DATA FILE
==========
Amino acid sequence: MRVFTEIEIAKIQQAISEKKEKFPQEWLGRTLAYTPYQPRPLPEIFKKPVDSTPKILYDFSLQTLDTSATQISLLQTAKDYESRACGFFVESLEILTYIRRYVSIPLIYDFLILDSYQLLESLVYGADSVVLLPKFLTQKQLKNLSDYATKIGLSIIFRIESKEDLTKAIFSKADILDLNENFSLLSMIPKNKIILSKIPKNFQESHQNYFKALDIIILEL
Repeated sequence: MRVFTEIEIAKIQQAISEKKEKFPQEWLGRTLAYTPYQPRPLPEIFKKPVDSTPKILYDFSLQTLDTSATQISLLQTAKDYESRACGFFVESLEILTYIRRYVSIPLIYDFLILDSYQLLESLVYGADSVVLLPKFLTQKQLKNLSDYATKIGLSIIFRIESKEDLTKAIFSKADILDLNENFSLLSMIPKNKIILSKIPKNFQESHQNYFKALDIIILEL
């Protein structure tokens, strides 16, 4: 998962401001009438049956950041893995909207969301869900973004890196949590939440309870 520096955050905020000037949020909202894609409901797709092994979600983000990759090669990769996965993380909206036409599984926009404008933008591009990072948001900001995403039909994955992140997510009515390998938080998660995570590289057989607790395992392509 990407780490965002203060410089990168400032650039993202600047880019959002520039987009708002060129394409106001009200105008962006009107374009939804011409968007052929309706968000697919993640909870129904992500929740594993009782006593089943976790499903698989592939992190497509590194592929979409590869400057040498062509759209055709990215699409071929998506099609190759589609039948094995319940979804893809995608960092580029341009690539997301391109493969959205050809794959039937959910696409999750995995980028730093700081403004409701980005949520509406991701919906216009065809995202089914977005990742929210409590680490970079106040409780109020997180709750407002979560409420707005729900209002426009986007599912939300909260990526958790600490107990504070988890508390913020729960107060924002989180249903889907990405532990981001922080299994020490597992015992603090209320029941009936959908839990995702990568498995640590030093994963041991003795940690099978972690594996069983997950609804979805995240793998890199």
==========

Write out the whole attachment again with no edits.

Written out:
Amino acid sequence: MRVFTEIEIAKIQQAISEKKEKFPQEWLGRTLAYTPYQPRPLPEIFKKPVDSTPKILYDFSLQTLDTSATQISLLQTAKDYESRACGFFVESLEILTYIRRYVSIPLIYDFLILDSYQLLESLVYGADSVVLLPKFLTQKQLKNLSDYATKIGLSIIFRIESKEDLTKAIFSKADILDLNENFSLLSMIPKNKIILSKIPKNFQESHQNYFKALDIIILEL
Repeated sequence: MRVFTEIEIAKIQQAISEKKEKFPQEWLGRTLAYTPYQPRPLPEIFKKPVDSTPKILYDFSLQTLDTSATQISLLQTAKDYESRACGFFVESLEILTYIRRYVSIPLIYDFLILDSYQLLESLVYGADSVVLLPKFLTQKQLKNLSDYATKIGLSIIFRIESKEDLTKAIFSKADILDLNENFSLLSMIPKNKIILSKIPKNFQESHQNYFKALDIIILEL
């Protein structure tokens, strides 16, 4: 998962401001009438049956950041893995909207969301869900973004890196949590939440309870 520096955050905020000037949020909202894609409901797709092994979600983000990759090669990769996965993380909206036409599984926009404008933008591009990072948001900001995403039909994955992140997510009515390998938080998660995570590289057989607790395992392509 990407780490965002203060410089990168400032650039993202600047880019959002520039987009708002060129394409106001009200105008962006009107374009939804011409968007052929309706968000697919993640909870129904992500929740594993009782006593089943976790499903698989592939992190497509590194592929979409590869400057040498062509759209055709990215699409071929998506099609190759589609039948094995319940979804893809995608960092580029341009690539997301391109493969959205050809794959039937959910696409999750995995980028730093700081403004409701980005949520509406991701919906216009065809995202089914977005990742929210409590680490970079106040409780109020997180709750407002979560409420707005729900209002426009986007599912939300909260990526958790600490107990504070988890508390913020729960107060924002989180249903889907990405532990981001922080299994020490597992015992603090209320029941009936959908839990995702990568498995640590030093994963041991003795940690099978972690594996069983997950609804979805995240793998890199």